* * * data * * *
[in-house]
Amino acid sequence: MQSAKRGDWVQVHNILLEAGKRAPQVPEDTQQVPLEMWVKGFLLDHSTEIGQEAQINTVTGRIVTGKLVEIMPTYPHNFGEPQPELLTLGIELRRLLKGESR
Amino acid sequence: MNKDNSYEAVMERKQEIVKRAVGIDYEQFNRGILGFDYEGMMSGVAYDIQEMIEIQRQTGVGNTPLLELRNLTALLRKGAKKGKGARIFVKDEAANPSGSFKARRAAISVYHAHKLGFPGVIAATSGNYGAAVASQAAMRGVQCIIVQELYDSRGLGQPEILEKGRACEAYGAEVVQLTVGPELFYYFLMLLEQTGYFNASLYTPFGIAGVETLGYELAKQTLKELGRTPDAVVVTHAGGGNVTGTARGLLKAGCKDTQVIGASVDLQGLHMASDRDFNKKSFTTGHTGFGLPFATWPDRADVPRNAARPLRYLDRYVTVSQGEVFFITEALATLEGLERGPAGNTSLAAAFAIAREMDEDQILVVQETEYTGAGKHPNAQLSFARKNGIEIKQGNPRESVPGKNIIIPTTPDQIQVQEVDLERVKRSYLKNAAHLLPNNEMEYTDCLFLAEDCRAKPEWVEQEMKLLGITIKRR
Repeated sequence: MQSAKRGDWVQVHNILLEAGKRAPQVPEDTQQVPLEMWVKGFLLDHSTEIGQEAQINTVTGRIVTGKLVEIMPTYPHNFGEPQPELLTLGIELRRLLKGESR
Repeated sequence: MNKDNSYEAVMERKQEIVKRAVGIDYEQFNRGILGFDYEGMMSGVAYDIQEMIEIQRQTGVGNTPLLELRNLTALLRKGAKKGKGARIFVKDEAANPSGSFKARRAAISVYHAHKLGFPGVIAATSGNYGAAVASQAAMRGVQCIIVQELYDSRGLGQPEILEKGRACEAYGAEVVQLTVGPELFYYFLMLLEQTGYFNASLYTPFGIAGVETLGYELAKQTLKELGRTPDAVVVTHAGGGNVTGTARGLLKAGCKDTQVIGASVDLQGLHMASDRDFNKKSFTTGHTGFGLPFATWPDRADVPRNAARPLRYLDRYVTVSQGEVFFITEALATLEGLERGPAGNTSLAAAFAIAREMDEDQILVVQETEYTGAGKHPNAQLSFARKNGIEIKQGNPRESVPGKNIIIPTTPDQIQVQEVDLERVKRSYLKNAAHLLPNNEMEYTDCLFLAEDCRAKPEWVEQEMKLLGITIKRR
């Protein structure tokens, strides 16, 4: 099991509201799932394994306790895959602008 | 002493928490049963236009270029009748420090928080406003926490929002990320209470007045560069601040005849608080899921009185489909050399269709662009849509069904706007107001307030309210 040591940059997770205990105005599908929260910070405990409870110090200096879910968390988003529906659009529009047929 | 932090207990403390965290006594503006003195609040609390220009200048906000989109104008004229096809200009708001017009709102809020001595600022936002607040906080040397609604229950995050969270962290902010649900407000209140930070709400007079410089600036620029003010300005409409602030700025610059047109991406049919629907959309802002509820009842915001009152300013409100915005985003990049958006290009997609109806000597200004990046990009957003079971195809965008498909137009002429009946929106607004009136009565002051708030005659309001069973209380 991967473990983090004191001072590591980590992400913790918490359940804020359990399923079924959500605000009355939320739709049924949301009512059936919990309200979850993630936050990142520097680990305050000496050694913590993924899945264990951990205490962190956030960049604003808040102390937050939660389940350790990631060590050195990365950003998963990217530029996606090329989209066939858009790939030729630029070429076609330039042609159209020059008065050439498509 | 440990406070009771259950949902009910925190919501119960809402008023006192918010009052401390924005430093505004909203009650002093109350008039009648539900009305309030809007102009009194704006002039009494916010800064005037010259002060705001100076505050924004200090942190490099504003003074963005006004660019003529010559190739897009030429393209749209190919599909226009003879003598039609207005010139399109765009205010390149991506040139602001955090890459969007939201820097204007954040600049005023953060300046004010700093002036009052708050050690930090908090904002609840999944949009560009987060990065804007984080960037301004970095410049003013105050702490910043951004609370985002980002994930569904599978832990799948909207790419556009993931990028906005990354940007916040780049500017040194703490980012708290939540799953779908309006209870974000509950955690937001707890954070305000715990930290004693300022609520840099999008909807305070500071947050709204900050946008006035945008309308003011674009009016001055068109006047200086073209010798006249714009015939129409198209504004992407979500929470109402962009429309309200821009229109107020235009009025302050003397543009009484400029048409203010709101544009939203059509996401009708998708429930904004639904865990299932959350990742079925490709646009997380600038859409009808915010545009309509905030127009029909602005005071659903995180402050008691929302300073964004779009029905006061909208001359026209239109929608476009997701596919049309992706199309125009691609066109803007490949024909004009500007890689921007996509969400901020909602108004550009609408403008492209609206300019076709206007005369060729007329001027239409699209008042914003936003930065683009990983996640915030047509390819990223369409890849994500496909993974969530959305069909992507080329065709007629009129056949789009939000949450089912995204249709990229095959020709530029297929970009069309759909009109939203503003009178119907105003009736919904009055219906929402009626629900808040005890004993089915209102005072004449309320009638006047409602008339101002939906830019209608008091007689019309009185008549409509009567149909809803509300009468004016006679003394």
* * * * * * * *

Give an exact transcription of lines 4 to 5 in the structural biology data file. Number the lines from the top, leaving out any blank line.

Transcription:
Repeated sequence: MQSAKRGDWVQVHNILLEAGKRAPQVPEDTQQVPLEMWVKGFLLDHSTEIGQEAQINTVTGRIVTGKLVEIMPTYPHNFGEPQPELLTLGIELRRLLKGESR
Repeated sequence: MNKDNSYEAVMERKQEIVKRAVGIDYEQFNRGILGFDYEGMMSGVAYDIQEMIEIQRQTGVGNTPLLELRNLTALLRKGAKKGKGARIFVKDEAANPSGSFKARRAAISVYHAHKLGFPGVIAATSGNYGAAVASQAAMRGVQCIIVQELYDSRGLGQPEILEKGRACEAYGAEVVQLTVGPELFYYFLMLLEQTGYFNASLYTPFGIAGVETLGYELAKQTLKELGRTPDAVVVTHAGGGNVTGTARGLLKAGCKDTQVIGASVDLQGLHMASDRDFNKKSFTTGHTGFGLPFATWPDRADVPRNAARPLRYLDRYVTVSQGEVFFITEALATLEGLERGPAGNTSLAAAFAIAREMDEDQILVVQETEYTGAGKHPNAQLSFARKNGIEIKQGNPRESVPGKNIIIPTTPDQIQVQEVDLERVKRSYLKNAAHLLPNNEMEYTDCLFLAEDCRAKPEWVEQEMKLLGITIKRR